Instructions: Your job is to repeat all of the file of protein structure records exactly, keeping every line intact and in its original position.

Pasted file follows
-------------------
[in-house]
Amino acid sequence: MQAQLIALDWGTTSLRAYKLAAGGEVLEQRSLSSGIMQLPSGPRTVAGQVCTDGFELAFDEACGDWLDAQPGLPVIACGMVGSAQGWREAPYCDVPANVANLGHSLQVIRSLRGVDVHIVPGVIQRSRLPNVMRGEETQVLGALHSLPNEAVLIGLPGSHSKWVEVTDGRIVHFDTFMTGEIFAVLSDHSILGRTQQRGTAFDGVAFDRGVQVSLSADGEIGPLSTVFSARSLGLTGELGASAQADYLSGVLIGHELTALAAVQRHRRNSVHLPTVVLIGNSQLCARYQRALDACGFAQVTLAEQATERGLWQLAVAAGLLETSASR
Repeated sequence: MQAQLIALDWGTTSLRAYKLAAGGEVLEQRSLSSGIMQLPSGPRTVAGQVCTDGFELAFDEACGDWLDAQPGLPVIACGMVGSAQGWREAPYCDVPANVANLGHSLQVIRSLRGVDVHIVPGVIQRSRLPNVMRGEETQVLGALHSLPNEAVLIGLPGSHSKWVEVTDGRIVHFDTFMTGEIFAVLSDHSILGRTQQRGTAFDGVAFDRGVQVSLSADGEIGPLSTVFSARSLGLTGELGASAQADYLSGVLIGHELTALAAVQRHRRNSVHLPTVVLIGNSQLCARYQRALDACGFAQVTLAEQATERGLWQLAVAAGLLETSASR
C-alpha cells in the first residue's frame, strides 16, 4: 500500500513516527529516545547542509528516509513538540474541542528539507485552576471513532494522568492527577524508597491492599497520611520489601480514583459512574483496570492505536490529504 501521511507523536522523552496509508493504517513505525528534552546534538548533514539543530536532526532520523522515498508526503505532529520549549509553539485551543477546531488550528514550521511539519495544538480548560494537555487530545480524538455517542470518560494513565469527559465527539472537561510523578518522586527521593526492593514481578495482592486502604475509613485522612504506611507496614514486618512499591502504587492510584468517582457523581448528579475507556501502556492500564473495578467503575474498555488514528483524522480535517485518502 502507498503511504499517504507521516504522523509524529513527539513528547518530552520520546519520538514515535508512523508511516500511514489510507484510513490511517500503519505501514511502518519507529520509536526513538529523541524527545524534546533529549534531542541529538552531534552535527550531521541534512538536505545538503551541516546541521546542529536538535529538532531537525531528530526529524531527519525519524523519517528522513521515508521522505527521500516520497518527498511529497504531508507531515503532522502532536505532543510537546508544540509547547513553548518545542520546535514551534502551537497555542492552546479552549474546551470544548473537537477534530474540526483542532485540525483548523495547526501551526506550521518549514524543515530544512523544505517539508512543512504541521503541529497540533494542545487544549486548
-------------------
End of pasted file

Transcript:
[in-house]
Amino acid sequence: MQAQLIALDWGTTSLRAYKLAAGGEVLEQRSLSSGIMQLPSGPRTVAGQVCTDGFELAFDEACGDWLDAQPGLPVIACGMVGSAQGWREAPYCDVPANVANLGHSLQVIRSLRGVDVHIVPGVIQRSRLPNVMRGEETQVLGALHSLPNEAVLIGLPGSHSKWVEVTDGRIVHFDTFMTGEIFAVLSDHSILGRTQQRGTAFDGVAFDRGVQVSLSADGEIGPLSTVFSARSLGLTGELGASAQADYLSGVLIGHELTALAAVQRHRRNSVHLPTVVLIGNSQLCARYQRALDACGFAQVTLAEQATERGLWQLAVAAGLLETSASR
Repeated sequence: MQAQLIALDWGTTSLRAYKLAAGGEVLEQRSLSSGIMQLPSGPRTVAGQVCTDGFELAFDEACGDWLDAQPGLPVIACGMVGSAQGWREAPYCDVPANVANLGHSLQVIRSLRGVDVHIVPGVIQRSRLPNVMRGEETQVLGALHSLPNEAVLIGLPGSHSKWVEVTDGRIVHFDTFMTGEIFAVLSDHSILGRTQQRGTAFDGVAFDRGVQVSLSADGEIGPLSTVFSARSLGLTGELGASAQADYLSGVLIGHELTALAAVQRHRRNSVHLPTVVLIGNSQLCARYQRALDACGFAQVTLAEQATERGLWQLAVAAGLLETSASR
C-alpha cells in the first residue's frame, strides 16, 4: 500500500513516527529516545547542509528516509513538540474541542528539507485552576471513532494522568492527577524508597491492599497520611520489601480514583459512574483496570492505536490529504 501521511507523536522523552496509508493504517513505525528534552546534538548533514539543530536532526532520523522515498508526503505532529520549549509553539485551543477546531488550528514550521511539519495544538480548560494537555487530545480524538455517542470518560494513565469527559465527539472537561510523578518522586527521593526492593514481578495482592486502604475509613485522612504506611507496614514486618512499591502504587492510584468517582457523581448528579475507556501502556492500564473495578467503575474498555488514528483524522480535517485518502 502507498503511504499517504507521516504522523509524529513527539513528547518530552520520546519520538514515535508512523508511516500511514489510507484510513490511517500503519505501514511502518519507529520509536526513538529523541524527545524534546533529549534531542541529538552531534552535527550531521541534512538536505545538503551541516546541521546542529536538535529538532531537525531528530526529524531527519525519524523519517528522513521515508521522505527521500516520497518527498511529497504531508507531515503532522502532536505532543510537546508544540509547547513553548518545542520546535514551534502551537497555542492552546479552549474546551470544548473537537477534530474540526483542532485540525483548523495547526501551526506550521518549514524543515530544512523544505517539508512543512504541521503541529497540533494542545487544549486548